For years, India has been popular for the concept of “Unity in diversity”. Despite the existing diversities – physical, social, linguistic, cultural – India has managed to retain its identity as a country, maintaining a perfect harmony among its people.
This unity is the essence of the existence of India as a strong nation with the world’s second-largest population. Despite glorious diversities, the people of different castes, creeds, religions and languages have lived in India for thousands of years. Incredible indeed!
But when we consider how we treat one another, it raises questions about the concept of “Unity in diversity”. This is apparent in the way we tend to address each another. While the people from East India, especially Bengalis, are associated with fishes and rasogolla, those who belong to Southern India are linked with idli and sambhar.
It has become commonplace to hear these remarks:
- “Oh, you are from the south, idli sambaar haan?”
- “Are you a Chinki?”
- “You guys are maach and rasogolla, poetry and intellect”
Apart from indicating the insensitivity of a particular individual towards the people of other regions, such remarks also show the national integration of our country in poor light.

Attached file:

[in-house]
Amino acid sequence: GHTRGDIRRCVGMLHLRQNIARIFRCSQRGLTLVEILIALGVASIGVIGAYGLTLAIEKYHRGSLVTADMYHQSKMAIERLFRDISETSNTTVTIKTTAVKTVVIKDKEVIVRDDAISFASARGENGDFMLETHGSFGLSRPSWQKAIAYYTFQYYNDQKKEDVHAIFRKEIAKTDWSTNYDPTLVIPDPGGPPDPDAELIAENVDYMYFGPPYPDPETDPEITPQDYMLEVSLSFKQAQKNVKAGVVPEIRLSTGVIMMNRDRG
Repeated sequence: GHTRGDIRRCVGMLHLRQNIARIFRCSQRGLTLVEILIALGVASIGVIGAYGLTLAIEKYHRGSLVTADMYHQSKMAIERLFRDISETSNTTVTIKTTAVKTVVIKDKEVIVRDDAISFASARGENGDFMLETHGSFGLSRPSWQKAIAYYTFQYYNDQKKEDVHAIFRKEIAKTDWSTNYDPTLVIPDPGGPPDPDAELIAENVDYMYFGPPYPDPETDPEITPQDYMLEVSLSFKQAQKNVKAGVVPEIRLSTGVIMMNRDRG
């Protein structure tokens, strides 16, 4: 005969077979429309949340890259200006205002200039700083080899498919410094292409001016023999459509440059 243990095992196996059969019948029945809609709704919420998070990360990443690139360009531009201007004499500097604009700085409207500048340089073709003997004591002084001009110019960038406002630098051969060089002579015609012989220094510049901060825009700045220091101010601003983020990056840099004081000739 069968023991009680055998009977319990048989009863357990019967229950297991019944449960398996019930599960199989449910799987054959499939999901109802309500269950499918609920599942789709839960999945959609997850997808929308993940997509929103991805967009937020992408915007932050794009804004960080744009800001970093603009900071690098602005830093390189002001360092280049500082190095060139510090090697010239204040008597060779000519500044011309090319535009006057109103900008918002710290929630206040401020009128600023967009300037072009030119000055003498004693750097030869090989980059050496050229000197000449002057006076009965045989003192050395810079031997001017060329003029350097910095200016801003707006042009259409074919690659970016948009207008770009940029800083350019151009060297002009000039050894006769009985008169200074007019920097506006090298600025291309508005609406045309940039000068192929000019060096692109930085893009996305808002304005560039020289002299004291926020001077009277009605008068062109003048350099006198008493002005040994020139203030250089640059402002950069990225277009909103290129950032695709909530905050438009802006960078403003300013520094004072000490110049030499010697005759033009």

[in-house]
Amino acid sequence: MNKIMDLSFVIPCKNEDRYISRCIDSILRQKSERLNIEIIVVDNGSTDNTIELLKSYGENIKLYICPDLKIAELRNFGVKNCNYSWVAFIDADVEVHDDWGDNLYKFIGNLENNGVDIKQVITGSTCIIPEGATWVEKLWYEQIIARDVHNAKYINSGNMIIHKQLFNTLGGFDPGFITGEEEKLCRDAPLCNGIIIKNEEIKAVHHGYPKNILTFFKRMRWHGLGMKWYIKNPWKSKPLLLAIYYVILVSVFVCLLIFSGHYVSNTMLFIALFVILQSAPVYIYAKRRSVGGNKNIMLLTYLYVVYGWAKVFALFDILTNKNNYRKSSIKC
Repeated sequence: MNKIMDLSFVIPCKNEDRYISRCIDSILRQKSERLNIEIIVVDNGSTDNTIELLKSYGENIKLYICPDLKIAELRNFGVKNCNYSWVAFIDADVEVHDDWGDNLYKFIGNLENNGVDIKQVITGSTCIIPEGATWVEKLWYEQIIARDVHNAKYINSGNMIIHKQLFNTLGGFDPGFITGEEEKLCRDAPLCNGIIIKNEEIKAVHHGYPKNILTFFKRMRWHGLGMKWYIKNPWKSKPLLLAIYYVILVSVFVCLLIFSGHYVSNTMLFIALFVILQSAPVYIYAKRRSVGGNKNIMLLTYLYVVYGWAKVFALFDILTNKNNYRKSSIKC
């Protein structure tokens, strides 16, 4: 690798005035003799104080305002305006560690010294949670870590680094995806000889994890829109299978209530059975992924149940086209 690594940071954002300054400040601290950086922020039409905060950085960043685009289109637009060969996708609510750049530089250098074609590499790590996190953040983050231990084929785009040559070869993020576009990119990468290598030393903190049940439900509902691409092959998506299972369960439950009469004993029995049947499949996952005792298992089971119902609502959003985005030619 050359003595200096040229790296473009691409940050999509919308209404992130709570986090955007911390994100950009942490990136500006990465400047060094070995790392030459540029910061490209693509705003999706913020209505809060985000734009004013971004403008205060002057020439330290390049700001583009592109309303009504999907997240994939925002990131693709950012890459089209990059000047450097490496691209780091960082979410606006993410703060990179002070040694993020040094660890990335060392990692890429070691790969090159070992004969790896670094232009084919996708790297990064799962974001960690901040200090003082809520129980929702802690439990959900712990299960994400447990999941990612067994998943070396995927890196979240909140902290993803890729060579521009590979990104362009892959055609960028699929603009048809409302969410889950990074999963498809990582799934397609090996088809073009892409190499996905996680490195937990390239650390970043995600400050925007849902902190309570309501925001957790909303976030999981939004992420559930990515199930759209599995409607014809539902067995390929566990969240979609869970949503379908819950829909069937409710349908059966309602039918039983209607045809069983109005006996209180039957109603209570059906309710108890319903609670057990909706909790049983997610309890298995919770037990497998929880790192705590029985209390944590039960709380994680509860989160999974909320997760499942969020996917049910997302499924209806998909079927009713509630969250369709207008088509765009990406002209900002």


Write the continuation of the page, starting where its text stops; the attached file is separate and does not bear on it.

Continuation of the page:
To a nation like India, which stands strong with its population of billions, what can be a major threat to its existence than the disconnection of the people of two or more states from one another? Many freedom fighters have laid their lives to not just free the nation from the fetters of the British Rule but to also bind the nation as a unit despite the existing diversities. As long as we are united, no one can harm our nation any way. “United we stand, divided we fall”, as the saying goes.
We should take pride in the fact that our country is a union of several states with a different identity of its own in terms of culture and language. The perfect harmony in which they live under one union, called India, is a matter of pride.
The Constitution of India grants and guarantees equal rights and opportunities to all citizens for a reason. Those who oppose or violate it are liable to be punished as per the constitutional provisions. More than the government of the nation, the onus lies on us to ensure that all citizens of India are treated with respect, regardless of the region to which they belong.
The need of the hour is to recognise that racial and linguistic diversity does not separate us from each other but enriches our culture. Despite the differences, we remain politically and ideologically committed to one country. To avoid disastrous consequences, it is imperative that we establish strong, durable links for strengthening the bonds of national unity. What do you think?